One of the big stories covered by the Mendocino Beacon 88 years ago this week was the election requesting the passage of bonds to rebuild Mendocino’s grammar school. The “old school,” which had been constructed in 1885, had burned in December 1929. The election was held on March 3, 1930.

No lives were lost in the December fire of 1929, although Arthur Lemos had a bad fall while climbing down from the roof! As reported in the Beacon, the fire had started in a portion of the building which was particularly difficult to access. The fire had smoldered for some time before it was noticed on a Tuesday afternoon. Students and teachers had returned to their classrooms after the mid-day break, around 1:00 p.m.. Smoke was coming out of a wall in Miss Chambers’ room. Principal Nicks directed one of the boys to “turn in the alarm” while he and his staff of teachers got the children, formed in lines, safely out of the building.

It was later determined that an opening in a chimney flue had allowed for the passage of a spark or cinder, normally confined to the bricks, to reach a wood surface between the ceiling and the roof. The enclosed space between roof and ceiling made for a tricky spot to fight the fire. From inside the building, the height of its ceilings also made it difficult to reach the flames. The chemical engine had been hurried to the school building. At this point, Arthur Lemos and John Mendosa got up on the roof and cut about a dozen holes in it. The chemical fire retardant was sprayed through the holes, but smoke made finding the source of the fire too difficult to be effective. Water pressure was low; a hose was brought up from a hydrant at Lansing and Little Lake, but that effort came too late. A portion of the force from Fort Bragg and one of their engines also were called to the scene, but by the time they arrived only the walls of the school remained.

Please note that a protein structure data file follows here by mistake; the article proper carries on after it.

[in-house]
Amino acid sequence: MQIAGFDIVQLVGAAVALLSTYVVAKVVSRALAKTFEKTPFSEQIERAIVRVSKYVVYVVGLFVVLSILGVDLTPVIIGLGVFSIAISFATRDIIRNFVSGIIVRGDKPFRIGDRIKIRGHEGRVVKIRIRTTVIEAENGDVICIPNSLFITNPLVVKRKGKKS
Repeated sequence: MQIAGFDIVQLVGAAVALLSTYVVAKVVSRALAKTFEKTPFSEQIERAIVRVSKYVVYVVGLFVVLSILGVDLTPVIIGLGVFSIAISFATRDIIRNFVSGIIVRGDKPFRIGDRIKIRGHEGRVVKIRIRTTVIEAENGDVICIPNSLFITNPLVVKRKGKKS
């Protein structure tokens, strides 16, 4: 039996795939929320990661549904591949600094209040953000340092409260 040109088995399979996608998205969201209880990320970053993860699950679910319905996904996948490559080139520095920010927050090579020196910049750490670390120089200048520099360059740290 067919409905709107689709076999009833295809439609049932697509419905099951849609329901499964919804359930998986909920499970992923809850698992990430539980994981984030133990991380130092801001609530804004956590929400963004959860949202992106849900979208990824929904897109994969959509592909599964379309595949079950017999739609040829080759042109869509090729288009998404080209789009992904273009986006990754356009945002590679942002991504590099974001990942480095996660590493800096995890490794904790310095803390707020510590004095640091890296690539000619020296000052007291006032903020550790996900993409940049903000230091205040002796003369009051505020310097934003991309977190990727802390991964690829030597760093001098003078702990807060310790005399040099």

Once Principal Nicks made sure that the students and teachers were safe, he mounted an effort to salvage as many of the school’s furnishings as possible. Two pianos, seats and desks, were all rescued. By Thursday, classes were back in session in various locations around town. The supper room of the Masonic Hall housed Mrs. Eunice Tannlund’s classes. Miss Prentiss taught her classes in the Gospel Hall, diagonally across the street from the Masonic Hall. Miss Chambers’ 5th and 6th grades found themselves in the Foresters Hall, while the new manual training building at the High School became the temporary home to Mr. Nicks and the 7th and 8th grade students.

The School Board got busy and organized an election, held about five months after the stock market crashed. After some deliberation, $18,500 was agreed upon as the amount sufficient to fund the new school building. The design, submitted by architect Ivan C. Satterlee of the Davis-Pearce firm in Stockton, included a 5,000 gallon water tank. Mr. Satterlee had also designed an elementary school for the Fair Oaks District in Stockton in 1921. The new building would allow for the Big River School District’s present needs as well as for a future expansion in attendance. On February 22, 1930, a Beacon article noted that the structure “. . . will embrace up-to-date principles and provide the children with plenty of sunlight and general healthful conditions . . .”

A two-thirds majority was required for passage of the bonds. The results were published in the March 8 edition of the Beacon: the school bonds were carried by a vote of 176 to 52. That election resulted in the building of the “new” grammar school, which today is home to the Community Center of Mendocino.

Photo caption: View of the front entry of Mendocino Grammar School on the corner of School and Pine Streets, c. 1932. The tip of the 5000 gallon water tank can be seen above the roof.